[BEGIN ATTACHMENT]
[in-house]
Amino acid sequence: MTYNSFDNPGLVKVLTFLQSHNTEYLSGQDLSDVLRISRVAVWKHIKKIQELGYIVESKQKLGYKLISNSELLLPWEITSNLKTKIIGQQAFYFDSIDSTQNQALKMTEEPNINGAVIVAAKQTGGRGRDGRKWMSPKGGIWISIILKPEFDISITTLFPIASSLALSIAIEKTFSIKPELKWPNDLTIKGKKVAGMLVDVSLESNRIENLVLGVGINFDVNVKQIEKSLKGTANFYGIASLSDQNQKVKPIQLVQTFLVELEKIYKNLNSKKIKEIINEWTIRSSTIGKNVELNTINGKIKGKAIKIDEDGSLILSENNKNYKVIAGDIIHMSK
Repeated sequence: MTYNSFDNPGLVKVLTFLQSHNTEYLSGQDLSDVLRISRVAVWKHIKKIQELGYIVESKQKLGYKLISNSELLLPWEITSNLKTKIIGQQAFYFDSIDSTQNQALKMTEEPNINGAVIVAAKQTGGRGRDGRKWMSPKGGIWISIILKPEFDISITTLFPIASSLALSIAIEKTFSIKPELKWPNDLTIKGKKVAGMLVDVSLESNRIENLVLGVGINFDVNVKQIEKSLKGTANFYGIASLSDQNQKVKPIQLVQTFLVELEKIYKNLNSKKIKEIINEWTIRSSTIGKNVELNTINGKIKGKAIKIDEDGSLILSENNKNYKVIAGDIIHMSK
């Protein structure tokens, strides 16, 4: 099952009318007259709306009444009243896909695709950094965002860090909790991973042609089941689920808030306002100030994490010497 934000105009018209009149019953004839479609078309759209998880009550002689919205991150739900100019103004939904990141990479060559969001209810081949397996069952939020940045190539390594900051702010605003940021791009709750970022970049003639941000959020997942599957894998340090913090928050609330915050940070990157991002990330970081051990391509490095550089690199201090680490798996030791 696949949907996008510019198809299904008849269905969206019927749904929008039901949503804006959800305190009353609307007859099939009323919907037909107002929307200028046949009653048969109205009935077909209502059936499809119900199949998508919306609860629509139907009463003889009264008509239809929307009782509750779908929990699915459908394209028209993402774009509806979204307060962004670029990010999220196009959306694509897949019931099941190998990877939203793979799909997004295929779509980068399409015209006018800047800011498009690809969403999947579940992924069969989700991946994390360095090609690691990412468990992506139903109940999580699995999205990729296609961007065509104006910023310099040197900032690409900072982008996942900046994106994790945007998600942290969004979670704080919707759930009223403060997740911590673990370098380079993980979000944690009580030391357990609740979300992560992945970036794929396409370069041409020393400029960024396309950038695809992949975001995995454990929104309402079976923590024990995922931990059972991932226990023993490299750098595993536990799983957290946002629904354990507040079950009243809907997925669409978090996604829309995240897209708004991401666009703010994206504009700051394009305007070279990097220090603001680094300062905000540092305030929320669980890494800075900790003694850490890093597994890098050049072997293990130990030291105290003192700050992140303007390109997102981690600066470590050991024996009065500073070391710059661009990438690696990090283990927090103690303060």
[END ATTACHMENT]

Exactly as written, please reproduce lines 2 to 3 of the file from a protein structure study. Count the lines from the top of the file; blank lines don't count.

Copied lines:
Amino acid sequence: MTYNSFDNPGLVKVLTFLQSHNTEYLSGQDLSDVLRISRVAVWKHIKKIQELGYIVESKQKLGYKLISNSELLLPWEITSNLKTKIIGQQAFYFDSIDSTQNQALKMTEEPNINGAVIVAAKQTGGRGRDGRKWMSPKGGIWISIILKPEFDISITTLFPIASSLALSIAIEKTFSIKPELKWPNDLTIKGKKVAGMLVDVSLESNRIENLVLGVGINFDVNVKQIEKSLKGTANFYGIASLSDQNQKVKPIQLVQTFLVELEKIYKNLNSKKIKEIINEWTIRSSTIGKNVELNTINGKIKGKAIKIDEDGSLILSENNKNYKVIAGDIIHMSK
Repeated sequence: MTYNSFDNPGLVKVLTFLQSHNTEYLSGQDLSDVLRISRVAVWKHIKKIQELGYIVESKQKLGYKLISNSELLLPWEITSNLKTKIIGQQAFYFDSIDSTQNQALKMTEEPNINGAVIVAAKQTGGRGRDGRKWMSPKGGIWISIILKPEFDISITTLFPIASSLALSIAIEKTFSIKPELKWPNDLTIKGKKVAGMLVDVSLESNRIENLVLGVGINFDVNVKQIEKSLKGTANFYGIASLSDQNQKVKPIQLVQTFLVELEKIYKNLNSKKIKEIINEWTIRSSTIGKNVELNTINGKIKGKAIKIDEDGSLILSENNKNYKVIAGDIIHMSK